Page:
The use of umbilical cord blood as a source of marrow repopulating cells for the treatment of pediatric malignancies has been established. Given the general availability, the ease of procurement, and progenitor content, cord blood is an attractive alternative to bone marrow or growth factor mobilized peripheral blood cells as a source of transplantable hematopoietic tissue. However, there is a major potential limitation to the widespread use of cord blood as a source of hematopoietic stem cells for marrow replacement and gene therapy. There may be enough hematopoietic stem cells to reconstitute children, but the ability to engraft an adult might require ex vivo manipulations. We describe an in vitro system in which the growth of cord blood CD34+ cells is sustained and greatly expanded for more than 6 months by the simple combination of two hematopoietic growth factors. Progenitors and cells belonging to all hematopoietic lineages are continuously and increasingly generated (the number of colony-forming unit-granulocyte- macrophage [CFU-GM] present at the end of 6 months of culture are well over 2,000,000-fold the CFU-GM present at the beginning of the culture). Very primitive hematopoietic progenitors, including long-term culture-initiating cells (LTC-ICs) and blast cell colony-forming units, are also greatly expanded (after 20 weeks of liquid culture, LTC-IC number is over 200,000- fold the initial number). The extremely prolonged maintenance and the massive expansion of these progenitors, which share many similarities with murine long-term repopulating cells, suggest that extensive renewal and little differentiation take place. This system might prove useful in diverse clinical settings involving treatment of grown-up children and adults with transplantation of normal or genetically manipulated hematopoietic stem cells.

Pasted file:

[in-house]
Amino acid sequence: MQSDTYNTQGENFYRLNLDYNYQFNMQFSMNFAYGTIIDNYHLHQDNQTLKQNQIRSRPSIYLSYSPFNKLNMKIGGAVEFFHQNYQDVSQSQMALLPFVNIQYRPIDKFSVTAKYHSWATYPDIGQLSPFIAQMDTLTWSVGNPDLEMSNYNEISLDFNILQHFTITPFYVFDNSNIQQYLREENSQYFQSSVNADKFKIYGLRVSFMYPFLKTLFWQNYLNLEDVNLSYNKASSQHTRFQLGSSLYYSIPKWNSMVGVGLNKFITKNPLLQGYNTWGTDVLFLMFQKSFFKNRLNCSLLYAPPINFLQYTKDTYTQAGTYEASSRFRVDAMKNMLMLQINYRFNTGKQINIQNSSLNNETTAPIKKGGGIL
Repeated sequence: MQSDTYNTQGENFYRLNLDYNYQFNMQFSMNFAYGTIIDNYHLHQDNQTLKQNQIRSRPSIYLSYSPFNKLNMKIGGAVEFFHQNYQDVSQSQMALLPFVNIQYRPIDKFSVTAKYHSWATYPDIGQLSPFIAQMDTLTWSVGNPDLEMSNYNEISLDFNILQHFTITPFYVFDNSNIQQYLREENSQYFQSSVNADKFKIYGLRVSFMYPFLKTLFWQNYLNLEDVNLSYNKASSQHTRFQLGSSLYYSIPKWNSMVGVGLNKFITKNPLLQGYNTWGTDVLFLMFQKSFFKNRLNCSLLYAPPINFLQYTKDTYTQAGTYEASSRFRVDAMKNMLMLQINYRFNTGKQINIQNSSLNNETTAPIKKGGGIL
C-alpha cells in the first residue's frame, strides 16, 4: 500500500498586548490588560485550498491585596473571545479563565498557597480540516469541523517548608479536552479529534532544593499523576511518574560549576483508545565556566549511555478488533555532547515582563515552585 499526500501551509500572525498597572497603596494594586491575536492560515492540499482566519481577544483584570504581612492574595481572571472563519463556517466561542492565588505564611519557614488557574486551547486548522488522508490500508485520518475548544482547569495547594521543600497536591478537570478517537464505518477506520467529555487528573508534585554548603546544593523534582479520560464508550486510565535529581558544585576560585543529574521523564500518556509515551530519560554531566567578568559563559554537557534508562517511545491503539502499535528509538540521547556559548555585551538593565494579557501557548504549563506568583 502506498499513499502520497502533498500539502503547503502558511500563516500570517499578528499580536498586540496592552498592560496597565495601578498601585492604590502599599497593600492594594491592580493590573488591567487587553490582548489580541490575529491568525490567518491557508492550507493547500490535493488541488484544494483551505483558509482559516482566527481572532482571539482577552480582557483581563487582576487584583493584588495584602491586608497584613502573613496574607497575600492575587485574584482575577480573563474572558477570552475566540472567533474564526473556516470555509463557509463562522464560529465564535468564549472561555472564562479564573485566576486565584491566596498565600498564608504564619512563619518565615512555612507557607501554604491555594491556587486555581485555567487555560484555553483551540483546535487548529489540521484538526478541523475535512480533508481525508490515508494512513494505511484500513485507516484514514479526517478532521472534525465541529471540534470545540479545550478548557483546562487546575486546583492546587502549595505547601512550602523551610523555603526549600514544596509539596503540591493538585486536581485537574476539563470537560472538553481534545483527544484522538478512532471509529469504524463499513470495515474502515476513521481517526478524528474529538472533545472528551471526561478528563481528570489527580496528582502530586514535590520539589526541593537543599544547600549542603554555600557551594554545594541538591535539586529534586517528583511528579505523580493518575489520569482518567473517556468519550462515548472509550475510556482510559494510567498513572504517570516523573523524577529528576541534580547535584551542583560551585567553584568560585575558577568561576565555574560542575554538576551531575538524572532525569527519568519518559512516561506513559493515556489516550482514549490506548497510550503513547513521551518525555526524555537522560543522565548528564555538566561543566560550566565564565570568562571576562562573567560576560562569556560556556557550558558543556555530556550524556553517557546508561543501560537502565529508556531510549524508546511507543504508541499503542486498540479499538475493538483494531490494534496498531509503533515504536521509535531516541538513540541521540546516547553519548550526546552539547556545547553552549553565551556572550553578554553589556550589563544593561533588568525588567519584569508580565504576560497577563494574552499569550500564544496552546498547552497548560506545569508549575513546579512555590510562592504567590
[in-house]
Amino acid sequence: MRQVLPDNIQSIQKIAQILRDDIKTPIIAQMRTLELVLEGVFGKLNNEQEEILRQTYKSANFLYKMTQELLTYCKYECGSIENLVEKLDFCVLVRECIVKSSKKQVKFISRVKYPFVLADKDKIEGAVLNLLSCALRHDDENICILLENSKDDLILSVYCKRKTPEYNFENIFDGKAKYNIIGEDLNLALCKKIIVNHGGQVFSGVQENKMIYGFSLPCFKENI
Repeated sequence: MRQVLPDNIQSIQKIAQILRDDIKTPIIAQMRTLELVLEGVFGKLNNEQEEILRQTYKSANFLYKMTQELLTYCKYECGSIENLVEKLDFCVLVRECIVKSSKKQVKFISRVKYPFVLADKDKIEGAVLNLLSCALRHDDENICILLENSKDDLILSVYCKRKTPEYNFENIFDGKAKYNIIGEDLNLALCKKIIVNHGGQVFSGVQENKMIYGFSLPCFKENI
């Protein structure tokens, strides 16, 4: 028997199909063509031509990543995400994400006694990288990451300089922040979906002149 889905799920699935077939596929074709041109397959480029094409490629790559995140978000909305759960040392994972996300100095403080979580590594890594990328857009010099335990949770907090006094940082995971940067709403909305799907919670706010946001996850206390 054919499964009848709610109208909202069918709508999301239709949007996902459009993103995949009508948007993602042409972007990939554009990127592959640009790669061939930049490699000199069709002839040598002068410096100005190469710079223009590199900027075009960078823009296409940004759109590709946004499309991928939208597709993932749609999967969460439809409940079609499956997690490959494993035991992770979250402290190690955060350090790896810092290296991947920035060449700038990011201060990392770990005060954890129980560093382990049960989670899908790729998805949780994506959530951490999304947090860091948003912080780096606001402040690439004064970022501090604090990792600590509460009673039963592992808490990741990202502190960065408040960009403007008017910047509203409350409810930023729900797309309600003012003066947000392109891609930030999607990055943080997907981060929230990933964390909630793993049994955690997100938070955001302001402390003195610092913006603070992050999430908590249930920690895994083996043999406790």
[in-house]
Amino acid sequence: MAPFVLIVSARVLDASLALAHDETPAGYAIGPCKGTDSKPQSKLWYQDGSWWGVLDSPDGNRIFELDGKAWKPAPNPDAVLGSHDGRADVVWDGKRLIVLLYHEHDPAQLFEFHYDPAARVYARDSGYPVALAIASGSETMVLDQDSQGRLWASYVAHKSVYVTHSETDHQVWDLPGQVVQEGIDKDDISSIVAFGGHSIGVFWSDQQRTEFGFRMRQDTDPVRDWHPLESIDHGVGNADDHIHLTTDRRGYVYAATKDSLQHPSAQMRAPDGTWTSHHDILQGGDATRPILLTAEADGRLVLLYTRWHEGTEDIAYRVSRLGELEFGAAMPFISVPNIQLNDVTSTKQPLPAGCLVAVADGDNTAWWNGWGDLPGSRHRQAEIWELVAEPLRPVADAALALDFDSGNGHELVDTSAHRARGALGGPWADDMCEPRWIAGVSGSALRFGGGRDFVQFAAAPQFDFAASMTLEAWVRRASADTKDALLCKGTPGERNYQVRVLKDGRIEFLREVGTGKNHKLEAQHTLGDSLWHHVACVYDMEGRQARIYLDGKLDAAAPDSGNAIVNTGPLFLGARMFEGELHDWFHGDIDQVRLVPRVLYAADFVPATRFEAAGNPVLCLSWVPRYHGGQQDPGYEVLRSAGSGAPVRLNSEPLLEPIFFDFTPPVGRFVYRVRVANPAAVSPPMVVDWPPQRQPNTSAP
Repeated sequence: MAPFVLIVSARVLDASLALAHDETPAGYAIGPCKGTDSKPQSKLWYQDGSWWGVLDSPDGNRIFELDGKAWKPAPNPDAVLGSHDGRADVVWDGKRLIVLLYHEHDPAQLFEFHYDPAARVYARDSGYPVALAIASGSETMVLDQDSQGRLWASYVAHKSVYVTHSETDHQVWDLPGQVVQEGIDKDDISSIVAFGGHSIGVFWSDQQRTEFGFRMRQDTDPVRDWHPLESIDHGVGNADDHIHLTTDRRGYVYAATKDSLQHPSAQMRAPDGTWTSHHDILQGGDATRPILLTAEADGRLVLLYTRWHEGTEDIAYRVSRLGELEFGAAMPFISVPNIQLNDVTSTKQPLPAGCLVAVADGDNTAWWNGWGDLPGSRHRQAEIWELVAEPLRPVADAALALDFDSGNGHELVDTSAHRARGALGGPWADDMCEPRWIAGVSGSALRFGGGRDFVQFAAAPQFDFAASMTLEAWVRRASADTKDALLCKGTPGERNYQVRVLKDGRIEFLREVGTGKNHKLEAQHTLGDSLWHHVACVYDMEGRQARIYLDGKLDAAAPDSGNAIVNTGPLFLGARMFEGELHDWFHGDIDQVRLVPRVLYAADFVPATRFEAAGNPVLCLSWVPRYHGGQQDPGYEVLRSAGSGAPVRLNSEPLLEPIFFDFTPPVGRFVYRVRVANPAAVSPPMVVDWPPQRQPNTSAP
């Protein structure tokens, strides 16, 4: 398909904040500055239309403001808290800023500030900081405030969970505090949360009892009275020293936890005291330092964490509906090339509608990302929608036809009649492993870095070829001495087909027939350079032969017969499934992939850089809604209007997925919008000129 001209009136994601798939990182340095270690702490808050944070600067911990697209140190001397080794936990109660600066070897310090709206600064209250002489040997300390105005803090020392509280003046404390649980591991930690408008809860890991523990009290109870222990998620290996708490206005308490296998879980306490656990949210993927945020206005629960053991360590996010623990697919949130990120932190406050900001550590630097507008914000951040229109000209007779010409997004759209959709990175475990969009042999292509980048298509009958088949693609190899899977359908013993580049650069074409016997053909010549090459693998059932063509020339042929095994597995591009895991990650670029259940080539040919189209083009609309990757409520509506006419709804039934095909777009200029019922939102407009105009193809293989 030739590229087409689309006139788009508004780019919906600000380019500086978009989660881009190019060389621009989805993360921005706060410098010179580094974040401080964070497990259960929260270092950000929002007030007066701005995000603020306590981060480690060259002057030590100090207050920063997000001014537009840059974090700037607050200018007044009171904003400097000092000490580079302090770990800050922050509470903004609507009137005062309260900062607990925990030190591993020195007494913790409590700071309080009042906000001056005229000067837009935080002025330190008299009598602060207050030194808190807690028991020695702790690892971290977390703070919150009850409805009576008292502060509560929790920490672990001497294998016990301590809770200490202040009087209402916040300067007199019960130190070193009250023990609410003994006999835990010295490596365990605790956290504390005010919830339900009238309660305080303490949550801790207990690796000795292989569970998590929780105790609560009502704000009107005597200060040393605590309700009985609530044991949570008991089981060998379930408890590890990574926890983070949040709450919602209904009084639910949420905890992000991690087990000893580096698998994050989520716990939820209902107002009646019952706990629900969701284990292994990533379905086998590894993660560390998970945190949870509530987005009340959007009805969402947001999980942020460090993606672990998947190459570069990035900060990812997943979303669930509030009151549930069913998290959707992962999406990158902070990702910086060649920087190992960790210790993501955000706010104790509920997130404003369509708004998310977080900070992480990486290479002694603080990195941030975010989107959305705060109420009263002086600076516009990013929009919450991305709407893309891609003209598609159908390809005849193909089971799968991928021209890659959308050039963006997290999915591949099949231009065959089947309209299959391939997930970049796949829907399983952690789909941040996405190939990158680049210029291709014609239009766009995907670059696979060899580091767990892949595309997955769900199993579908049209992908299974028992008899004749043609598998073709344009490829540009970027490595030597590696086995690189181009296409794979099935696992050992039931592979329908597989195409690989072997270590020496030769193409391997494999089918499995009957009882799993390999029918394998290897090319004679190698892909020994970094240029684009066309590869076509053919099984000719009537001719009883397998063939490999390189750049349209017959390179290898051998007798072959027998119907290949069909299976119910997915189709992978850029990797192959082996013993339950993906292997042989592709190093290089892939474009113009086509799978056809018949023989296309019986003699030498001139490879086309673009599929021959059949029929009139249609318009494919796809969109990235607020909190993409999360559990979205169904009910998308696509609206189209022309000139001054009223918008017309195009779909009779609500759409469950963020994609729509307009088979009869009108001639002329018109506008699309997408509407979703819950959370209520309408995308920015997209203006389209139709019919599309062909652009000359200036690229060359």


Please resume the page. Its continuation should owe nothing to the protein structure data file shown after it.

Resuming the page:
|Number of pages||10|
|Publication status||Published - Apr 15 1997|
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